CI/CD (Continuous Integration and Deployment) is the success mantra for development teams. The need to accelerate the delivery of revenue-generating applications has resulted in application teams formalizing CI/CD practices and incorporating it into their app delivery mechanisms.
Many enterprises have evolved an approach of using multiple cloud environments to facilitate their CI/CD goals. Many line-of-business execs and their developers like the convenience of the public cloud for the ease of provisioning, configuring and using infrastructure. It helps accelerate the early part of the development cycle.They use the public cloud for development and testing, and then migrate the application to a production environment. This production environment can again be a public cloud or a private cloud environment implemented in their own data center. More often than not, it is a virtualized environment that is not quite a private cloud yet but has some degree of automation.
Historically, developers were not involved in the provisioning of application services such as load balancing or firewalls etc. There simply wasn’t a way for them incorporate these services in their development and test efforts. In the instance that they did need these services to simulate production use, there were lengthy delays in setting up the virtual services for dev and test workloads. Even virtual appliances did not address this issue since the lifecycle management was no less painful. So, what do most enterprises do? Development teams typically move quickly through the early part of the SDLC from development to test phase. But once they are ready for deploying apps in a production environment, they open an IT ticket requesting infrastructure resources to be allocated to the project. The IT team then assesses the resources available and allocates them, or submits a request to procure additional hardware before it can be configured and provisioned to the development team. As you can see in the following illustration, this is the process that slows down the app delivery process significantly.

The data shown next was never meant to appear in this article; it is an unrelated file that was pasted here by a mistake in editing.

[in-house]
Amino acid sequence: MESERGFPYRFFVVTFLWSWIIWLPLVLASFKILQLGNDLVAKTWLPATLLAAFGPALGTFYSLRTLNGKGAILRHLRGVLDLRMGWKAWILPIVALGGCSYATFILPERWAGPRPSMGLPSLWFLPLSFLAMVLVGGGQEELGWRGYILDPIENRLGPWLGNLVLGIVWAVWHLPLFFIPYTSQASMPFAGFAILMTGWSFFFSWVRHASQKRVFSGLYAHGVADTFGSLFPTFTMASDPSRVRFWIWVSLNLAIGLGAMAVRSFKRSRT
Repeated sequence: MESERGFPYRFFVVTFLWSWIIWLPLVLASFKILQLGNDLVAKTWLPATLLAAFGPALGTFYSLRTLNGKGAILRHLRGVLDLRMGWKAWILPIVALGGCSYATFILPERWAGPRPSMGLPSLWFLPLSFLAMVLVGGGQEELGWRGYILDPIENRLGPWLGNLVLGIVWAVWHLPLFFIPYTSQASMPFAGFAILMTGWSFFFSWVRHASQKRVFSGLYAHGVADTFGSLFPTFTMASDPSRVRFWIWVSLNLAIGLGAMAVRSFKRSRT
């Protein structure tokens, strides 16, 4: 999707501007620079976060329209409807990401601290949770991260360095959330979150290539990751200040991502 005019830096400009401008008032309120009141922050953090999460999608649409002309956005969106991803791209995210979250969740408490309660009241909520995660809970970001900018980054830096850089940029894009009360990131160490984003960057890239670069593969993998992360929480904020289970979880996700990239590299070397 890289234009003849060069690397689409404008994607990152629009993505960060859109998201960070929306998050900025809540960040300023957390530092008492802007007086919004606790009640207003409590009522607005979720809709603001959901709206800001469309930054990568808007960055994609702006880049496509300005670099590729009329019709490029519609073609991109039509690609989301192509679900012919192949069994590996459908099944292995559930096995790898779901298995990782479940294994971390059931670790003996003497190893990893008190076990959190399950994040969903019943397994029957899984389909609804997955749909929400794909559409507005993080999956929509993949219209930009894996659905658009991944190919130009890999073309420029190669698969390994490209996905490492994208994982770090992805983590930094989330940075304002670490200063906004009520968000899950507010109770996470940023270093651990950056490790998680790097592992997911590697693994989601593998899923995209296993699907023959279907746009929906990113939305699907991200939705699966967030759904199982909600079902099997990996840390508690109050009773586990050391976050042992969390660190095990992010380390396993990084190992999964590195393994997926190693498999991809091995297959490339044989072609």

Figure: Application provisioning with appliance-based ADCs
App teams that are driven by CI/CD goals need self-service mechanisms to provision application services for their dev, test, and production environments. Imagine a world where developers and testers are simply able to provision applications services on-demand, where they need it, and in a programmable way using familiar REST APIs. The IT team still provides the policies and the configuration settings through a centralized administration console and load balancers and VIPs are simply instantiated in software (on any VM, bare-metal server, or container) close to the application. And add to this, the power of real-time insights into the application that help troubleshoot network, latency, security, or end user experience issues as they debug their application. Watch this demo video of the Avi Vantage platform to see how to deploy a software load balancer and provision resources in less than a minute. Learn how you can enable self-service for your line of business teams and change the picture of application delivery from one represented by the previous graphic to the following one:
Figure: Self-service Application Provisioning with Avi Vantage
As you watch the video, look for the following capabilities that can help accelerate application delivery matching your CI/CD goals:
- App-centric view of infrastructure
- Apps, virtual services, and server pools color-coded by the health score
- Spin up a load balancer in <30 seconds
- Analytics dashboard
- Security dashboard
Try this in your own labs, either in the public cloud or in a private cloud by downloading a fully functional trial version at https://avinetworks.com/try.